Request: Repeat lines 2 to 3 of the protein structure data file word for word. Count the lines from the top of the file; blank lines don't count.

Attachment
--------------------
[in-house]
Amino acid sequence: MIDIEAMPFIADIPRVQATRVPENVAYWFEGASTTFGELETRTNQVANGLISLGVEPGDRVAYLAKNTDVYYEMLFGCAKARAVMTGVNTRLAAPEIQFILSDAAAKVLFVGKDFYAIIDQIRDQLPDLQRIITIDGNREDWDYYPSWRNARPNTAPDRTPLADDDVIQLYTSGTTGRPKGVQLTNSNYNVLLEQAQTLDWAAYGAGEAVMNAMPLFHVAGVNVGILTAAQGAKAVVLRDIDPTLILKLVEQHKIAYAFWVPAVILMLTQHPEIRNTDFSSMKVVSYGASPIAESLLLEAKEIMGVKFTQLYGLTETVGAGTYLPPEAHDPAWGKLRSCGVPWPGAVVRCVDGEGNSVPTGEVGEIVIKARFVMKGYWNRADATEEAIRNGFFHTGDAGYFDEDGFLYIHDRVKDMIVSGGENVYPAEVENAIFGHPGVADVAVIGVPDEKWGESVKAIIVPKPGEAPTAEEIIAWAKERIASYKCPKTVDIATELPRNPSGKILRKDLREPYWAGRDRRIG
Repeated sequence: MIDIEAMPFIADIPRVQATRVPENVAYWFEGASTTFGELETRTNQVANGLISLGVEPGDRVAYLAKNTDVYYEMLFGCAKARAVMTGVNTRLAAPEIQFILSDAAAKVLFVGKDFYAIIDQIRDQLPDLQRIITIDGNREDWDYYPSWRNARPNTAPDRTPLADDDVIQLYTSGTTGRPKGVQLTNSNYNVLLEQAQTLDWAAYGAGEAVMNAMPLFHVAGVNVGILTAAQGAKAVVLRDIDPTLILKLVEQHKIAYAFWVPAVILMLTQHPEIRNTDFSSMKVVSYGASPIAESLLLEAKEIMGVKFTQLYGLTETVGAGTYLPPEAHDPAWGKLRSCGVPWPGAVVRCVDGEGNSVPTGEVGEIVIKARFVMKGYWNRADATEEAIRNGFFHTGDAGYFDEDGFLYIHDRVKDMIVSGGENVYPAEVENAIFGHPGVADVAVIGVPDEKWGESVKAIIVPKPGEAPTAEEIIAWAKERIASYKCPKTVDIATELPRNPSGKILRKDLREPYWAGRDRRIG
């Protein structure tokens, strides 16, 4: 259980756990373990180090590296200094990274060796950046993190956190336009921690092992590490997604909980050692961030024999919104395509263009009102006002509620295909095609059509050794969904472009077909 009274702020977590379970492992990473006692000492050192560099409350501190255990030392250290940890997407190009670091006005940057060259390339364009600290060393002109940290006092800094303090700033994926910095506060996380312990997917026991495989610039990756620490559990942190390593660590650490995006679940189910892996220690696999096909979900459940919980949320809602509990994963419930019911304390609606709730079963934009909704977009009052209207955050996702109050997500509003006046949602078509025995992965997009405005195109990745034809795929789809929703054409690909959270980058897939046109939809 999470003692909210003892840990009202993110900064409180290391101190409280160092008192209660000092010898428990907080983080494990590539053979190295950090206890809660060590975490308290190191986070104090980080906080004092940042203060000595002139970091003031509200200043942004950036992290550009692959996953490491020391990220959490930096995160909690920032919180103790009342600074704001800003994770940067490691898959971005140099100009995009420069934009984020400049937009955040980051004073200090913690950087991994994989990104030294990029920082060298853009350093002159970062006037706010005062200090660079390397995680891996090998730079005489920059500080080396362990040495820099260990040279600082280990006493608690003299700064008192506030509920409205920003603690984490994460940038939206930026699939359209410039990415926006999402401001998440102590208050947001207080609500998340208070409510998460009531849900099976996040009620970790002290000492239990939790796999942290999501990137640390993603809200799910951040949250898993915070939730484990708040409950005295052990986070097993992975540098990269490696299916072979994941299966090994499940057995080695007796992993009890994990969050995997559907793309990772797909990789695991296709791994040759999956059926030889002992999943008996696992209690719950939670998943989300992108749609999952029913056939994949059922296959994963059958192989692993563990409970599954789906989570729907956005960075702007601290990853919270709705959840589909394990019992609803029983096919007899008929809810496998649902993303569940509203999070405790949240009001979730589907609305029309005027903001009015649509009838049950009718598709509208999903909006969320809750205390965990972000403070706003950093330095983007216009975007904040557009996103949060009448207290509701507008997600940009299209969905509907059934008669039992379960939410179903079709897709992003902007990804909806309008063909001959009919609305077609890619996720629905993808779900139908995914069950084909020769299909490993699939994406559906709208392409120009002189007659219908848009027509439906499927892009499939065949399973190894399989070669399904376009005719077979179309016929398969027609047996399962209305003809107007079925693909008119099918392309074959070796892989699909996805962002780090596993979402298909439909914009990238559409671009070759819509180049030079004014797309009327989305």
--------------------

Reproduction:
Amino acid sequence: MIDIEAMPFIADIPRVQATRVPENVAYWFEGASTTFGELETRTNQVANGLISLGVEPGDRVAYLAKNTDVYYEMLFGCAKARAVMTGVNTRLAAPEIQFILSDAAAKVLFVGKDFYAIIDQIRDQLPDLQRIITIDGNREDWDYYPSWRNARPNTAPDRTPLADDDVIQLYTSGTTGRPKGVQLTNSNYNVLLEQAQTLDWAAYGAGEAVMNAMPLFHVAGVNVGILTAAQGAKAVVLRDIDPTLILKLVEQHKIAYAFWVPAVILMLTQHPEIRNTDFSSMKVVSYGASPIAESLLLEAKEIMGVKFTQLYGLTETVGAGTYLPPEAHDPAWGKLRSCGVPWPGAVVRCVDGEGNSVPTGEVGEIVIKARFVMKGYWNRADATEEAIRNGFFHTGDAGYFDEDGFLYIHDRVKDMIVSGGENVYPAEVENAIFGHPGVADVAVIGVPDEKWGESVKAIIVPKPGEAPTAEEIIAWAKERIASYKCPKTVDIATELPRNPSGKILRKDLREPYWAGRDRRIG
Repeated sequence: MIDIEAMPFIADIPRVQATRVPENVAYWFEGASTTFGELETRTNQVANGLISLGVEPGDRVAYLAKNTDVYYEMLFGCAKARAVMTGVNTRLAAPEIQFILSDAAAKVLFVGKDFYAIIDQIRDQLPDLQRIITIDGNREDWDYYPSWRNARPNTAPDRTPLADDDVIQLYTSGTTGRPKGVQLTNSNYNVLLEQAQTLDWAAYGAGEAVMNAMPLFHVAGVNVGILTAAQGAKAVVLRDIDPTLILKLVEQHKIAYAFWVPAVILMLTQHPEIRNTDFSSMKVVSYGASPIAESLLLEAKEIMGVKFTQLYGLTETVGAGTYLPPEAHDPAWGKLRSCGVPWPGAVVRCVDGEGNSVPTGEVGEIVIKARFVMKGYWNRADATEEAIRNGFFHTGDAGYFDEDGFLYIHDRVKDMIVSGGENVYPAEVENAIFGHPGVADVAVIGVPDEKWGESVKAIIVPKPGEAPTAEEIIAWAKERIASYKCPKTVDIATELPRNPSGKILRKDLREPYWAGRDRRIG